Jan. 19. Confirmation that a zero day exploit kit targeting Windows Server Message Block was part of a collection of cyber weapons served as a reminder that the outdated version of SMB v1 should not be used.

Jan. 17. Trust in Adobe Flash continues to decline as concerns mount that the repeated vulnerabilities are threatening enterprise security.


RELATED: Digital Defense, Inc. – Reduce Risk. Build a Culture of Security.


Jan. 16. Microsoft’s Windows Defender APT research team reported that exploit mitigation techniques running in the Windows 10 systems on the Anniversary Update actually neutralized zero day vulnerabilities and reduce the attack surface against future exploits.

Jan. 12. Windows customers are encouraged to keep their patches up to date after ShadowBrokers hackers put an exploit kit, which includes a zero day vulnerability, on sale for $750 bitcoin.

Jan. 11. Adobe Flash continues to cause problems across multiple computing platforms as Google’s Project Zero researchers discover five zero-day issues.  

Jan. 11. Even though bug bounty programs have helped companies successfully identify zero day bugs, they can also put security at risk when details are posted in public forums.

Jan. 9. Once a hacker exploits zero day vulnerabilities and is able to access valuable data, they turn to these top marketplaces on the dark web to sell those stolen credentials.

Jan. 5. Will establishing an industry standard for responsible disclosure of zero day vulnerabilities benefit the security industry?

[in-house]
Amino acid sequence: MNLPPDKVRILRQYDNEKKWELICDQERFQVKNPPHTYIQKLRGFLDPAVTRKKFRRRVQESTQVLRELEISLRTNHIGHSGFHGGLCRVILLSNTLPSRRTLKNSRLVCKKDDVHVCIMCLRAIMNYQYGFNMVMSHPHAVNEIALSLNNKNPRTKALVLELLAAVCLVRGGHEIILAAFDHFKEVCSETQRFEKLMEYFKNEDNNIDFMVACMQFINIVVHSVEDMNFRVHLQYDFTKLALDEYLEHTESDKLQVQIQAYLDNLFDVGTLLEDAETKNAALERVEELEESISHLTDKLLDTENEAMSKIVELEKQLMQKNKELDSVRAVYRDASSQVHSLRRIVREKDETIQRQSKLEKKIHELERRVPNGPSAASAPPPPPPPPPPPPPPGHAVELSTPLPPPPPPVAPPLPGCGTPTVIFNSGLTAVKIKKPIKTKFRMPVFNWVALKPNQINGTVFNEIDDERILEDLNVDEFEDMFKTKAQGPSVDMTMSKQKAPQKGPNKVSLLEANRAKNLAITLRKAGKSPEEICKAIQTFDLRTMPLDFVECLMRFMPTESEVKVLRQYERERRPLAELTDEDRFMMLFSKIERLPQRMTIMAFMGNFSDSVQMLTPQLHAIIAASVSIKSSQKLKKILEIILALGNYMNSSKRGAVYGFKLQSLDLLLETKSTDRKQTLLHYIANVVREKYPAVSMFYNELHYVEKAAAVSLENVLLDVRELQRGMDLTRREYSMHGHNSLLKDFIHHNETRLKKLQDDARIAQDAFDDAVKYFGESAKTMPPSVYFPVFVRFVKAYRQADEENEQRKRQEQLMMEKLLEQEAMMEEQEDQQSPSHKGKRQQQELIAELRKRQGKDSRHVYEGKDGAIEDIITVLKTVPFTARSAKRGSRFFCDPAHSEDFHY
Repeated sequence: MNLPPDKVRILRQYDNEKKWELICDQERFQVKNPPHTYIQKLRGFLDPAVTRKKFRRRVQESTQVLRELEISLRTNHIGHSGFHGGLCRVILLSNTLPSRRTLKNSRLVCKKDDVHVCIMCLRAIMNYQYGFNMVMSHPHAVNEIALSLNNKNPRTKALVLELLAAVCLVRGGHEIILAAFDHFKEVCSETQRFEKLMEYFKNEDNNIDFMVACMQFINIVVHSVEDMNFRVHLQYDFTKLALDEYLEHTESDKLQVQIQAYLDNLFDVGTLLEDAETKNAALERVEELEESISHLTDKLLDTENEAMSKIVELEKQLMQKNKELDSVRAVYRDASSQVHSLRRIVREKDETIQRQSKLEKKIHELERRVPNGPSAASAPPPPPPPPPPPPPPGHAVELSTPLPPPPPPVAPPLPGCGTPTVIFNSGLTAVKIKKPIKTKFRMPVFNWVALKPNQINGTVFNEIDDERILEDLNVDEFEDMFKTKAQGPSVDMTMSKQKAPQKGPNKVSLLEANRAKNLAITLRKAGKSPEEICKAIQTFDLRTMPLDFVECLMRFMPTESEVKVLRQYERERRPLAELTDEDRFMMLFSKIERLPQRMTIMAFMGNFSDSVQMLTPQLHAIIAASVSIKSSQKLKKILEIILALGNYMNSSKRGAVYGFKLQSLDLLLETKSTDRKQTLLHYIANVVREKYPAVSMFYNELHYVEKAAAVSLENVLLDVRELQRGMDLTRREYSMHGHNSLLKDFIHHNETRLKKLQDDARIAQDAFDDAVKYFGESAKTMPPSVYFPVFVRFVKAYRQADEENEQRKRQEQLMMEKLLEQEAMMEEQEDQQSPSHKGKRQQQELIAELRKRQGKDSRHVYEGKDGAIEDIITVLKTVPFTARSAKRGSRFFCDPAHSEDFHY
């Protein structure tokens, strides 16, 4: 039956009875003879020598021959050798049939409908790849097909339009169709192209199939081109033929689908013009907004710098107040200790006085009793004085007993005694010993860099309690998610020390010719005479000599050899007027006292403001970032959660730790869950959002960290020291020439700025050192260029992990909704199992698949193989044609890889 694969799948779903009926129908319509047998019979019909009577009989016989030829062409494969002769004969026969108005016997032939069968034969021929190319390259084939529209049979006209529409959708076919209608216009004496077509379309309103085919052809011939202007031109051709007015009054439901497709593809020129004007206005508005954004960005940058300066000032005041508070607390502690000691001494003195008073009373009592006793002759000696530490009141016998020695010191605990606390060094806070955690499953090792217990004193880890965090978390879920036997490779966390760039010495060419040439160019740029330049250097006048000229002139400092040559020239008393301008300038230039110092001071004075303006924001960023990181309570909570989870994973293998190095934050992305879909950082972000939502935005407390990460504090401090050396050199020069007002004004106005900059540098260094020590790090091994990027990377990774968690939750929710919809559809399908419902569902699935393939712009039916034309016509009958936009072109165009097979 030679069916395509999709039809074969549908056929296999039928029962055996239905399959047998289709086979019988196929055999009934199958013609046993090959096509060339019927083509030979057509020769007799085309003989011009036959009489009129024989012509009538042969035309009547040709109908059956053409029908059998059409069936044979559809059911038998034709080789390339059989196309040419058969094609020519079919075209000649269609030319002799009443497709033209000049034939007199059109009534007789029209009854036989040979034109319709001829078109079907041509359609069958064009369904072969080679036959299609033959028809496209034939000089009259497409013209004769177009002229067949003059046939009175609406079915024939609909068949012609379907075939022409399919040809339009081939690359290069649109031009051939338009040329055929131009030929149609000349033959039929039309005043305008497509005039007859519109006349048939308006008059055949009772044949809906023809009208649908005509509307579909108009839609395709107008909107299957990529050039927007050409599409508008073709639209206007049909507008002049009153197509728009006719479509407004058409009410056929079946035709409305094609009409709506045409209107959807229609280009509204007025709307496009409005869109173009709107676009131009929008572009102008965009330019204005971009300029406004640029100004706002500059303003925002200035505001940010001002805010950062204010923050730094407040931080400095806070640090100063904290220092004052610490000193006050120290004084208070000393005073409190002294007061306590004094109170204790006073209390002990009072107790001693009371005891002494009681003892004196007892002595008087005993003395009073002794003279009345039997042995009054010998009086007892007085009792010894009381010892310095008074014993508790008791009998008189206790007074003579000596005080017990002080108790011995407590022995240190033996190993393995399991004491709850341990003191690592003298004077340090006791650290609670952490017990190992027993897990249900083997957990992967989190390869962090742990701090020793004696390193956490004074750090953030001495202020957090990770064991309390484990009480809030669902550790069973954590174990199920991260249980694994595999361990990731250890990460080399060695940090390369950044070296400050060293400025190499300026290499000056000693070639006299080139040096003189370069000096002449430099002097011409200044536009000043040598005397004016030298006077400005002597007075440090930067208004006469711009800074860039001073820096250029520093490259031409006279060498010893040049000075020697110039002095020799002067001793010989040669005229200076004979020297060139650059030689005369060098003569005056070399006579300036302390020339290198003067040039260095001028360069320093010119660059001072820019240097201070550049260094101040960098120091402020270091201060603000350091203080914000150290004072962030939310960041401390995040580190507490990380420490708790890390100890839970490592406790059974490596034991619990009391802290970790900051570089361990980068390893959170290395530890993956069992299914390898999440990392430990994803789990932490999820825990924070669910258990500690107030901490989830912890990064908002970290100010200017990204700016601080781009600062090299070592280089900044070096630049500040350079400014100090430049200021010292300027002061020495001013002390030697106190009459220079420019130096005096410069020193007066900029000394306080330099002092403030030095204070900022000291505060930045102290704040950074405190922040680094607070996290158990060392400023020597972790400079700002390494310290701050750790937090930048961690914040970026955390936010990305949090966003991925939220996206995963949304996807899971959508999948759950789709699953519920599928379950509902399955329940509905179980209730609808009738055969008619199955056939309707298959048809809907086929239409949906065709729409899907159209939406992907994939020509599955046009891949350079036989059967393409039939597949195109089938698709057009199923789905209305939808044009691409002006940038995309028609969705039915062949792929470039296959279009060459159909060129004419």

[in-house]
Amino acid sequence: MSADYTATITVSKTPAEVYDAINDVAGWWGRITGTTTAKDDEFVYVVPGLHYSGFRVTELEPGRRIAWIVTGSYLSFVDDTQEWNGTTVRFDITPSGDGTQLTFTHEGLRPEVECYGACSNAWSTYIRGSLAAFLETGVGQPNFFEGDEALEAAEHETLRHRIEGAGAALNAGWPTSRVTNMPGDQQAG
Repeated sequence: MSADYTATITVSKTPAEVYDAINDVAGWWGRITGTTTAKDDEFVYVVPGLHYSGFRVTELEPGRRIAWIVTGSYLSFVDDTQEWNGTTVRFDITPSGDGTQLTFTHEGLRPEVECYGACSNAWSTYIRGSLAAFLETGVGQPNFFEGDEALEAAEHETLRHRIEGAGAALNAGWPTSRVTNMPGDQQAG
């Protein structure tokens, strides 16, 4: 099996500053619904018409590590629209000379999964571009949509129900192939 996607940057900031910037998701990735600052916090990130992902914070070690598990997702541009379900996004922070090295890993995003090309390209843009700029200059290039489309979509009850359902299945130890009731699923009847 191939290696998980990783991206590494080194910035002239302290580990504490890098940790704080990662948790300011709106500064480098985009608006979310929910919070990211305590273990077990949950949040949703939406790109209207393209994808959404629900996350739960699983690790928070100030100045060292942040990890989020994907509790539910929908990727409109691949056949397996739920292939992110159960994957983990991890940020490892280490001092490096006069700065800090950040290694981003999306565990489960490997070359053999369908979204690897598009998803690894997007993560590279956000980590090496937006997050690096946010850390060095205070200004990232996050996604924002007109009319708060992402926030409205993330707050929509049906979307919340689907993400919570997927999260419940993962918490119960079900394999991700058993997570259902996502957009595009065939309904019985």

Jan. 4. Brazen hacker known as CyberZeist exploits zero day vulnerability in the Plone Content Management System (CMS) of the FBI’s website.
Jan. 3. A Legal Hackers researcher discovered a zero day bug marked as having extreme criticality in PHPMailer, which is widely used in the ‘contact us’ section of websites.

Stay tuned for the Q2 2017 edition of the Zero Day Diary.

Kacy Zurkus is a freelance writer for Cybersecurity Ventures and has contributed to several other publications. She covers a range of cybersecurity and cybercrime topics.


Q4 2016 — sponsored by Digital Defense — provides chief information security officers (CISOs) and IT security teams with a quarterly list of noteworthy zero day vulnerabilities and exploits to software applications and IoT devices.


Cyber bounty hunters and hackers exposed critical flaws during the final quarter of 2016

kacyzurkusbwKacy Zurkus

Menlo Park, Calif. – Jan. 3, 2017